LOS ANGELES—The Guardian’s Brian Logan has a piece today on the theme of this year’s Edinburgh Fringe Festival Fringe, of which he writes, “Some people say it's Nazis, but I say it's porn.” He adds, “To me, the standout subject is clear, and it's porn – or more precisely, the anxiety that the ubiquity of online porn and sexualized imagery is corrupting how we (and especially young people) consider sex and gender.”
That immediate characterization of porn as corrupting sets the tone for the piece, however, and makes one wonder if the Logan’s experience at the Festival, which is headed into the homestretch of its August run, is being sifted through the distorted lens of Prime Minister Cameron’s vaunted filters.
Indeed, the event usually offers up well over 2,500 shows, which makes charting a unifying theme a tall order, to say the least. Logan cites a palmful of shows to bolster his argument about the event’s overall porn theme, or more precisely, its anti-porn theme.
“Exhibit A is Bridget Christie's terrific show, a large section of which covers Christie's campaign to remove explicit lads' mags from newsagent shelves," he explains. "Elsewhere, Brett Goldstein's whole show is about his worry that porn is alienating us from real sex, and he ends it with a vow of porn abstinence. Mark Thomas has a section in 100 Minor Acts of Dissent and which he and his fellow activists target printed smut. Alfie Brown's focusing on the same subject.”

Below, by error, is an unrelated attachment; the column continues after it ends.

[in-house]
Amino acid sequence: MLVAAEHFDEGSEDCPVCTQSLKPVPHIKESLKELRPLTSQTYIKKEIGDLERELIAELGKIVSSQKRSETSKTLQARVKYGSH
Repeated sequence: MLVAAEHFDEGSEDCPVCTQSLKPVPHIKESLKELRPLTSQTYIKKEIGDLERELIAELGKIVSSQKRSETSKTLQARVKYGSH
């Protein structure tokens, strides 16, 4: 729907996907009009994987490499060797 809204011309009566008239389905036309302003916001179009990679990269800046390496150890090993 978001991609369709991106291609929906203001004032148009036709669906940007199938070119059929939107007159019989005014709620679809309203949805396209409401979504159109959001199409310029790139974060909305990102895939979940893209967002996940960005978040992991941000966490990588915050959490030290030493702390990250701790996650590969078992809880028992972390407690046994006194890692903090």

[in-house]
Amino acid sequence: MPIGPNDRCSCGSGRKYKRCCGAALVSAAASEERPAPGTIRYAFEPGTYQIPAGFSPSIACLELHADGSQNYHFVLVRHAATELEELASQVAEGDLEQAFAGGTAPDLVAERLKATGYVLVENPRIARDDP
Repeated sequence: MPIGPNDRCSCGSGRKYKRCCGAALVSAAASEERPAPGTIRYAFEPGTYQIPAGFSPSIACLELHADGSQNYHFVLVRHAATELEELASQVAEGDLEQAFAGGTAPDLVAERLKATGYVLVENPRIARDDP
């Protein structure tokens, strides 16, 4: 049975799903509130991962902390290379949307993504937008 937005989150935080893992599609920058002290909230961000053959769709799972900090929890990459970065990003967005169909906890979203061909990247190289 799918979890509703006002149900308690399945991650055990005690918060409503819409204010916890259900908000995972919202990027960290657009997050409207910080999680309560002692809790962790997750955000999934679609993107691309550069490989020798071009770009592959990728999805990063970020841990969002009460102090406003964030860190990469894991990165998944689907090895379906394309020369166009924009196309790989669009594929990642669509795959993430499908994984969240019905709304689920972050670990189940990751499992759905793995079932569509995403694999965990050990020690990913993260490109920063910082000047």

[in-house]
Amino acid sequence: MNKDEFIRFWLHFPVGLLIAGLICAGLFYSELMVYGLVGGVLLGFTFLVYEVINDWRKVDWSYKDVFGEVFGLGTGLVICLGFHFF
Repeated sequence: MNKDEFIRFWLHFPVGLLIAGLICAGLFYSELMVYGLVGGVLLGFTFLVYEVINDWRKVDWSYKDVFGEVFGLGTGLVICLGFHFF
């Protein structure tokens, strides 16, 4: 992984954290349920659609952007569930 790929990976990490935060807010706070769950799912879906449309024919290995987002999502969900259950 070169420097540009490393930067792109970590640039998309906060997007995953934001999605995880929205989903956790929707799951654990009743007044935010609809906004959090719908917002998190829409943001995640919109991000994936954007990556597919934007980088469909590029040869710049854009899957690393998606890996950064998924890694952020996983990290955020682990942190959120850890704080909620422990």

Logan has also noticed another Fringe trend that he says goes hand in hand, as it were, with the porn. “This has been the most female-dominated Fringe comedy program I can remember – most of the best shows I've seen have been by women. And protests at porn and sexualization go hand in hand with a resurgent feminist sensibility in the culture at large.”
He also mentions another more balanced production, called Ban This Filth!, “an intriguing event staged by the Scottish novelist Alan Bissett” in which he includes “extracts from the writings of the radical feminist Andrea Dworkin. Bissett plays Dworkin straight, and her ideas about porn and the oppression of women begin to affect and complicate the sexual adventures of our narrator, with which they are intercut. That would be rich enough – and Bissett is such a convivial and crafty performer, we want to hear every word he says. But the closing stages add another, vital dimension, as Bissett finds his new anti-porn ideas challenged online by women who work in the sex industry. Their voices gate-crash the show, which is both funny – as Bissett's radical feminist pretensions are needled – and profound, as the difficulty is laid bare of reaching black-and-white conclusions on this monster issue.”
Despite his somewhat overwrought bias against porn, Logan says of the Bissett piece, “It's a super show, all the better for defining its own language somewhere between staged reading and confessional, comedy and theatre.”